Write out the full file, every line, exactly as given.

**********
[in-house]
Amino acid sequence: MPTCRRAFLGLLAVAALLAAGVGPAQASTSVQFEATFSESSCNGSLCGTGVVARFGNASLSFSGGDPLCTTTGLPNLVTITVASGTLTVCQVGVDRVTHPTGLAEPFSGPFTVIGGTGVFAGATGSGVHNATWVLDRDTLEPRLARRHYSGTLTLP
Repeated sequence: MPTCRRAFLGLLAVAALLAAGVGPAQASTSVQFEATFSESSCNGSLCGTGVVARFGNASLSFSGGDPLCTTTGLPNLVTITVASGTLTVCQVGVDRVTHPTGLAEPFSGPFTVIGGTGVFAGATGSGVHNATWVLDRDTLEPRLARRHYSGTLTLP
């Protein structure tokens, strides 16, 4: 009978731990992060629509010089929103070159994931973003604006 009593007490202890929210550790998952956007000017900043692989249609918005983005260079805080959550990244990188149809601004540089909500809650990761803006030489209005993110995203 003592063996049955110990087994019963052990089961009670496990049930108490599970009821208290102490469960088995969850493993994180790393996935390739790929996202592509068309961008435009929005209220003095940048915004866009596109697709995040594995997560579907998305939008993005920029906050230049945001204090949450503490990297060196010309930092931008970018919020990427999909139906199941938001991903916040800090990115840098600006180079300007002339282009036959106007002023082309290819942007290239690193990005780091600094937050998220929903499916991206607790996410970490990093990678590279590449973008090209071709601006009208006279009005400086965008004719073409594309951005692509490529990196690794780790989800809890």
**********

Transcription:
[in-house]
Amino acid sequence: MPTCRRAFLGLLAVAALLAAGVGPAQASTSVQFEATFSESSCNGSLCGTGVVARFGNASLSFSGGDPLCTTTGLPNLVTITVASGTLTVCQVGVDRVTHPTGLAEPFSGPFTVIGGTGVFAGATGSGVHNATWVLDRDTLEPRLARRHYSGTLTLP
Repeated sequence: MPTCRRAFLGLLAVAALLAAGVGPAQASTSVQFEATFSESSCNGSLCGTGVVARFGNASLSFSGGDPLCTTTGLPNLVTITVASGTLTVCQVGVDRVTHPTGLAEPFSGPFTVIGGTGVFAGATGSGVHNATWVLDRDTLEPRLARRHYSGTLTLP
């Protein structure tokens, strides 16, 4: 009978731990992060629509010089929103070159994931973003604006 009593007490202890929210550790998952956007000017900043692989249609918005983005260079805080959550990244990188149809601004540089909500809650990761803006030489209005993110995203 003592063996049955110990087994019963052990089961009670496990049930108490599970009821208290102490469960088995969850493993994180790393996935390739790929996202592509068309961008435009929005209220003095940048915004866009596109697709995040594995997560579907998305939008993005920029906050230049945001204090949450503490990297060196010309930092931008970018919020990427999909139906199941938001991903916040800090990115840098600006180079300007002339282009036959106007002023082309290819942007290239690193990005780091600094937050998220929903499916991206607790996410970490990093990678590279590449973008090209071709601006009208006279009005400086965008004719073409594309951005692509490529990196690794780790989800809890």